Economic longevity of citrus trees on swingle citrumelo rootstock and their suitability for soils in the indian river region

Mace Bauer, William S. Castle, Brian J. Boman, Thomas A. Obreza

Abstract


Citrus trees on Swingle citrumelo (Citrus paradisi Macf. × Poncirus trifoliata [L.] Raf.) rootstock grow well throughout most of the citrus regions of Florida but certain soil characteristics limit the economic life of trees particularly in the Indian River region. Citrus growers and managers in the Indian River region were surveyed and interviewed in order to better understand the range of soil conditions suitable for Swingle rootstock. Site visits were conducted to 118 blocks within groves and their locations were recorded in a geographic database. Tree performance in these blocks was rated on a scale of Excellent to Poor. The area surveyed was about 59% of the total area in citrus production in the Indian River region and included about 14,200 acres of trees planted with Swingle citrumelo. Tree performance was clearly related to soil series as identified in USDA-NRCS soil surveys. The highest performance ratings were typically for trees growing on Malabar, Pineda, and Wabasso. Intermediate tree performance was reported at a large number of sites and had no apparent relationship to the soil type. Trees growing in depressional Winder and Riviera sands were consistently rated substandard to poor. Thus, tree performance was linked to soil series which in turn was related to the physiography of the region.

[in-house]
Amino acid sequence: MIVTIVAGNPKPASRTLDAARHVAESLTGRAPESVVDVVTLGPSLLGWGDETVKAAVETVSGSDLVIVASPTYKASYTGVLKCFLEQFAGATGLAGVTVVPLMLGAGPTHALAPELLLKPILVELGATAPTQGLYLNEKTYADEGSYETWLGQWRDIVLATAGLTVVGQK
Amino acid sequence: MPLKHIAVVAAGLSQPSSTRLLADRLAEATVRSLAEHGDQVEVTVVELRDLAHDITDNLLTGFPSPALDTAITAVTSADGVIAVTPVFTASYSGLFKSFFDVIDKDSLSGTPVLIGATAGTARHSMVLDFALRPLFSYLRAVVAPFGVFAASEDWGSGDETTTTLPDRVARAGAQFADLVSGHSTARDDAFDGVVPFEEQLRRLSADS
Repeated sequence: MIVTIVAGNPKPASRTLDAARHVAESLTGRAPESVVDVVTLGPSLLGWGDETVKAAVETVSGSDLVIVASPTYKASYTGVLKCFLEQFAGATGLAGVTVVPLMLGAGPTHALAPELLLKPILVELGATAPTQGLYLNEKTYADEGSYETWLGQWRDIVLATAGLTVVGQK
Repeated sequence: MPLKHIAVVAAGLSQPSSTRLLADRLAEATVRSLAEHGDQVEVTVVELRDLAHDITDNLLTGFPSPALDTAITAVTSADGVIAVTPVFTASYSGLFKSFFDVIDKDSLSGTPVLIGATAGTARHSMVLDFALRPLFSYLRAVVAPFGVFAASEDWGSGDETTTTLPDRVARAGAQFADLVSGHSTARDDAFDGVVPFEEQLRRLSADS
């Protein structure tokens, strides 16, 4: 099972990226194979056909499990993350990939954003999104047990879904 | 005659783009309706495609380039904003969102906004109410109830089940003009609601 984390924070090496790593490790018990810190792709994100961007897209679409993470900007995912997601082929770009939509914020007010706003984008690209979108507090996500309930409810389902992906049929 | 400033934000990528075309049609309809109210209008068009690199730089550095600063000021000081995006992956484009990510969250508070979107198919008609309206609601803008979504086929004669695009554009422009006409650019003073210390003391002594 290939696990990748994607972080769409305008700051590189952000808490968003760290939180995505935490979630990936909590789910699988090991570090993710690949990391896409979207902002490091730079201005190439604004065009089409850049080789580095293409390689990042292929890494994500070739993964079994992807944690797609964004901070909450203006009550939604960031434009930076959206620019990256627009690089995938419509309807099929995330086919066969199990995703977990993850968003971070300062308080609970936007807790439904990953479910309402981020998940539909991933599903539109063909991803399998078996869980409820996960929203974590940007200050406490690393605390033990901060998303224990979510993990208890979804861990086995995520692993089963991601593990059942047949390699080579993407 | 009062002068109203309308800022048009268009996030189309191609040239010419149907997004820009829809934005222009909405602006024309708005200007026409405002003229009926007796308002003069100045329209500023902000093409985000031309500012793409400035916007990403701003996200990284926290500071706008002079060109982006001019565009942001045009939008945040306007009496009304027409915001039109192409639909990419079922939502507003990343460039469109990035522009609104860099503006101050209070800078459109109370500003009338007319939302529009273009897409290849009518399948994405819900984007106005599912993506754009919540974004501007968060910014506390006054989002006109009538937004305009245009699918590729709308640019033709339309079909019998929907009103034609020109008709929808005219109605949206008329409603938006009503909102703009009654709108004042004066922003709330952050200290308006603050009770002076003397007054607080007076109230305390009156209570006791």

Keywords


citrus paradisi × poncirus trifoliate; flatwoods; alfisols; mollisols; spodosols

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Proc. Fla. State Hort. Soc.     ISSN 0886-7283